David Weatherston explains mental health problems behind retirement

Former St Johnstone striker David Weatherston has bravely opened up on his battle with depression after admitting mental health problems stopped him reaching his true potential.

The 31-year-old retired from football last year as his struggles with anxiety robbed him of his love of the game.

Weatherston made his admission in a heart-felt blog post.

Although it was first written four months ago, the striker says he only felt able to reveal his problems after reading about former Falkirk player Chris Mitchell, who took his own life in May 2016 after a similar struggle.

“It’s really sad that it came to such a tragic end with Chris, but it has encouraged me to speak out about my own troubles,” wrote Weatherston, who won his 2007 Saints move on the back of a prolific stint with Queen’s Park.

“I should start by saying I’m not suicidal, never have been, although I’ve almost certainly been depressed.

“I can pinpoint the first time I ever felt nervous before a game. It was for St Johnstone in 2008 against Hamilton at McDiarmid Park in my first season as a professional.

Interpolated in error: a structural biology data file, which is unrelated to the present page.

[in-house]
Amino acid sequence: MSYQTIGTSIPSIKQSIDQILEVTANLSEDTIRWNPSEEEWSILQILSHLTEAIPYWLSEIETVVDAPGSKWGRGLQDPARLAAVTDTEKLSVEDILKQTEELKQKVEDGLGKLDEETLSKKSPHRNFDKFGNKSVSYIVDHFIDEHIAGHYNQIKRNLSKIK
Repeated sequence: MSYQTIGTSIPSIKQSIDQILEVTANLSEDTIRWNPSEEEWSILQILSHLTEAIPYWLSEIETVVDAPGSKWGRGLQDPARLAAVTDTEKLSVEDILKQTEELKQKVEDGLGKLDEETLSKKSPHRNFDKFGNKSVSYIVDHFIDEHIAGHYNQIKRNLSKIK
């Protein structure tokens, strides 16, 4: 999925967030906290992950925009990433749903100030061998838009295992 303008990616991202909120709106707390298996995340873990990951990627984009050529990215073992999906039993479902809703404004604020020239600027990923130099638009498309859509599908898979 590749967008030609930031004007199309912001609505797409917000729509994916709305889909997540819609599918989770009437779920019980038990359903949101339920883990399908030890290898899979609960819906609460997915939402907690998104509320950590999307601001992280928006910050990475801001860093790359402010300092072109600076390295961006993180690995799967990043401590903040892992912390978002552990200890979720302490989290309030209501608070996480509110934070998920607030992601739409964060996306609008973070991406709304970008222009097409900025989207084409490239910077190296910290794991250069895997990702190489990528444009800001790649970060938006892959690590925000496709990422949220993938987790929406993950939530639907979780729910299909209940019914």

“I hadn’t started since the new manager took over in October, then suddenly I was thrown in against the league leaders in an important game. I’d never been nervous before but suddenly self-doubt and anxiety crept in.

“Although I’d tell myself I wasn’t nervous, my body said differently. I felt physically sick, couldn’t eat, could hardly speak, felt breathless and my legs felt heavy.

“These symptoms were all due to nerves, lack of self-belief and anxiety.”

Weatherston quit McDiarmid Park after just 12 months having failed to score for the Perth side.

And his demons continued to dog him after moving to Queen of the South.

“The football dressing room is a very tough place to be if you have anxiety or depression because it’s a ruthless business where everyone looks after themselves,” he continued. “Most of the jokes are about making fun of people.

“There’s no place to hide on a training pitch and when I was young at Queens I found it difficult.

“I was nervous about every game. I was sick several times, even once on the pitch during the warm up, and it regularly affected my performances.”

Although he experienced a brief improvement after moving to Falkirk in 2011, Weatherston admits his problems, combined with a string of injuries, ultimately cast him into a “downward spiral”.

“I’ve learned to deal with the feeling over the years, but they never really go away. I could force food down before games and relax sometimes, but the truth is I was never the same player again,” said the frontman, who ended his career with stints at Stirling, Alloa and Brechin.

“I never felt carefree like I’d been at 19, and it resulted in part-time football and dropping down the divisions.

“Looking back I wish I’d asked for help but mental illness is a huge taboo. In football, if you show it you’re tagged mentally weak.

“Although I had a decent career, it should have been much better and I’ll forever regret it.”

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